Since mid-2018, the European atmosphere station network of the ICOS RI is a GAW-contributing network. Many ICOS atmosphere stations have already been in operation a long time, but ICOS has now also been extended into new regions and with new sites. ICOS has developed community-defined standardized measurement designs and protocols that for atmospheric GHG observations build and extend upon the WMO recommendations with regards to compatibility, calibration to WMO mole fraction scales and transparency of the data lifecycle. All ICOS stations have to meet the agreed standards. All data are processed by the ICOS Atmosphere Thematic Centre and checked and annotated on a daily basis by the responsible station managers. The Central Analytical Laboratories perform analyses of flask samples, e.g. for 14CO2 radiocarbon detection of fossil fuel emissions, and provide all stations with WMO scale calibrated working standards. All fully quality-controlled ICOS atmosphere data are published as open data through the ICOS Carbon Portal and are updated currently about twice per year. Near-real-time data, utilizing automatic quality control, are published with a maximum delay of one day from the time of the last final full quality-controlled release onwards. The atmospheric data will also be accessible through WDCGG, are part of the regular updates of the NOAA Obspack data products, and are delivered on a daily basis to the COPERNICUS services.
Acid Deposition Monitoring Network in East Asia (EANET)
The Acid Deposition Monitoring Network in East Asia (EANET) started in 1998 as an intergovernmental initiative to create a common understanding of the state of acid deposition problem in East Asia, to provide useful inputs for decision making at various levels with the aim of preventing or reducing the adverse impacts on the environment, and to promote cooperation among countries. Thirteen countries in East Asia are participating in EANET at present. Information from the participating countries is provided in factsheets which can be downloaded here. United Nations Environment Programme (UNEP) for Asia and the Pacific located in Thailand is the Secretariat and the Asia Center for Air Pollution Research (ACAP) located in Japan is the Network Center for the EANET.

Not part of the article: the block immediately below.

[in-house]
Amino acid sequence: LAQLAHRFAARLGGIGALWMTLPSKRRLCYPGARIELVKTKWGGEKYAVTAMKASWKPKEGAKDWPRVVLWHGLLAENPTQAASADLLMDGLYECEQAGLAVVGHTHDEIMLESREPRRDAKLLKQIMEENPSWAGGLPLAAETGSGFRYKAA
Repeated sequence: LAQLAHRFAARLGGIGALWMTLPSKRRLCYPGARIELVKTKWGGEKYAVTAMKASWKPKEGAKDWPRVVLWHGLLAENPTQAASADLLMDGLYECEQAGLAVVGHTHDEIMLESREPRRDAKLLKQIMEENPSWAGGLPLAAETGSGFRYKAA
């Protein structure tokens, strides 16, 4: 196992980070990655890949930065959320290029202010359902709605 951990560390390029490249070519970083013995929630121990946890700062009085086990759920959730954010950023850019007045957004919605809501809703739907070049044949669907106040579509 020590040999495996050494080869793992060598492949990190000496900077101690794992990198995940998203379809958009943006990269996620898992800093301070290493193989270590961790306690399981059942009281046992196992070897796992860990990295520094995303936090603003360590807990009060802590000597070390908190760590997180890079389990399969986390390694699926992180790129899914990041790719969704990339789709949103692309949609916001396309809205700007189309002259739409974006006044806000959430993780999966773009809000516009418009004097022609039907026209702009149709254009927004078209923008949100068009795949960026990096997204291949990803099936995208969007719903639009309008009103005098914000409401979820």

Acid deposition monitoring covers four environmental media - wet deposition, dry deposition, soil and vegetation, and inland aquatic environment. Monitoring for wet and dry deposition are implemented in order to measure concentrations and fluxes of acidic substances deposited to the ground, while monitoring for soil and vegetation, and inland aquatic environment are being implemented to assess adverse impacts on terrestrial and aquatic ecosystems.
EANET runs the network according to the principles shown in the Guidelines for Acid Deposition Monitoring in East Asia, Technical Manual for Air Concentration Monitoring in East Asia, Technical Manual for Wet Deposition Monitoring in East Asia -2010, Technical Manual on Dry Deposition Flux Estimation in East Asia, Quality assurance/Quality control (QA/QC) Guidebook for Acid Deposition Monitoring Network in East Asia- 2016 and related EANET policies and publications.